2.3. Relationship between Biogas Yield and Microbial Community Structure

An additional cluster analysis was performed that combined both the dominant Archaeal and Bacterial TFRs into a single dendrogram. The four clusters contained the same cases as the Archaeal dendrogram (Figure 1a). These four clusters were used to assess the relationship between overall community structure and digester performance as measured by biogas yield. The Kurskal–Wallis test of biogas yield versus community type indicated that the biogas yield is not equal for all different community types (H = 16.38 DF = 3 P = 0.001). However, the temperature of the digester also influenced the biogas yield. Biogas yield can be similar for two different community types at approximately the same temperature, and the gas production can vary with temperature even though the community structure stays the same. The first example occurred around the Bacterial community shift between 7 and 20 September 2010. The average daily biogas production for the three samples preceding the change was 995 L/day compared to 1053 L/day for the three weeks following the shift in the Bacterial community structure. The average digester temperatures for these three-week periods were 26.6 °C before the community change and 23.7 °C after. The reduction in temperature by approximately 3 °C was sufficient to alter both the Bacterial and Archaeal community structure but not sufficient to substantially decrease biogas yield. The increase in loading to 3.0 kg VS/m3day−1 may have also accounted for the lack of reduction in biogas yield as the temperature dropped. The second example occurred after the 20 September 2010 community shift (Figure 2b) through the remainder of the study period. Although the microbial community structure remained largely stable between 20 September 2010 and 10 January 2011 the biogas output declined to 84 L/day as the temperature dropped to below 10 °C. In this case, the temperature drop influenced the function of the community rather than the structure. Eventually, the bacterial community structure did change over the next month as digester temperatures remained below 10 °C.

2.4. Archaea and Bacteria TRF Richness

For each domain, there were six different enzyme/primer combinations and the samples were analyzed in two separate 96-well plates. One enzyme/primer combination was chosen for each domain to calculate species richness and diversity. For the Bacteria, BfaI/11F and for the Archaea, TaqI/Ar912rt was selected based on superior resolution of the different microbial taxa. There were a total of 163 different Bacterial TRFs detected with an average of 44 TRFs per sample. Fifty five percent of the TRFs were ≤1% of the relative abundance while an average of only two TRFs per sample represented > 10% of the relative abundance. There were a total of 206 different Archaeal TRFs detected with an average of 88 TRFs per sample. Ninety three percent of the TRFs were ≤1% of the relative abundance while an average of only two TRFs per sample represented >10% of the relative abundance.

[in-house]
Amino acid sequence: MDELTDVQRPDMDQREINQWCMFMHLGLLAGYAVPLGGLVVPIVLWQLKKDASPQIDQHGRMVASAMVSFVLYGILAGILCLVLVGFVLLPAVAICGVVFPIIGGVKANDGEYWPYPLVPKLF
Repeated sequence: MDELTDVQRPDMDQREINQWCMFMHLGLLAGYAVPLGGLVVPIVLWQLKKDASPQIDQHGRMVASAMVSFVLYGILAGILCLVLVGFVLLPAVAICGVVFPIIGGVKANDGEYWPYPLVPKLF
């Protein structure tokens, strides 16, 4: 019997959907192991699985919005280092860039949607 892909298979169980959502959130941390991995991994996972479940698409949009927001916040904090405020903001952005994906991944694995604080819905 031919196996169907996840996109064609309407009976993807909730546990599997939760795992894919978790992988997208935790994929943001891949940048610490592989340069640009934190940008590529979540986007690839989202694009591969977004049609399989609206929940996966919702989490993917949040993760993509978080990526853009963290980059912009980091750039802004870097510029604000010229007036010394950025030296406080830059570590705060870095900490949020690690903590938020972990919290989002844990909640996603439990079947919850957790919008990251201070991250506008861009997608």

The number of TRFs accounting for at least 1% of the relative abundance was greater for the Bacteria than the Archaea in all samples. These results are consistent with the study by Ziganshin et al. [16] who also found a greater number of Bacterial TRFs in samples from a mesophylic digester processing distillers dry grains with solubles. However, these authors found almost twice the number of TRFs in both domains than were detected in this study. In another study, Wang et al. [17] detected 32 Bacterial TRFs and four Archaeal TRFs in an anaerobic digester fed with grass silage and cow manure. Despite the differences in the number of TRFs detected the relative number of Bacterial and Archaeal TRFs is similar in these studies. Another similarity is the fact that the majority of the relative abundance is due to only a few TRFs. This agrees with a previous study where Wang et al. [17] found that a TRF of 182 base pairs accounted for approximately 70% to 90% of the relative abundance in all samples. These results demonstrate that microbial communities in anaerobic digesters contain many species of Bacteria and Archaea, but only a few of them dominate the community profile, and that the dominant members can change depending on variation in digester operation and environmental conditions.
Variation in TRF richness between studies should be interpreted with some caution. It is likely that differences in feedstock, digester temperature and other operational parameters such as loading rate, can influence the diversity of the Bacterial and Archaeal communities, but there are limitations to the use of TRF relative abundance as a measure of species richness. For example, there is the assumption that individual TRFs correspond to a particular operational taxonomic unit (OTU). However, a particular TRF may actually be characteristic of more than one different species. The TRF with the apparent size of 104 bp was produced by digestion with the enzyme BfaI. The virtual digest of the cloned sequences showed that this fragment is produced by Archaea that are closely related to both Methanosarcina barkeri str. Fusaro and Methanosaeta concilii GP6. Conversely, two species that have a high percent similarity (±97%) to a known reference strain can produce different sized TRFs when digested with the same restriction enzyme. This was shown by the virtual digest of clones 122-A13 and 122-A18. When digested with TaqI, clone 122-A13 produced a fragment of predicted length 187 bp while the predicted fragment length for clone 122-A18 was 286 bp. Other limitations include biases in DNA extraction and PCR amplification which may produce PCR products that have a different relative abundance than the microbial species in the sample [18]. Despite these limitations, the results of this and other studies indicate that the Bacteria are generally more diverse than the Archaea and that the majority of the relative abundance is accounted for by a small percentage of the species.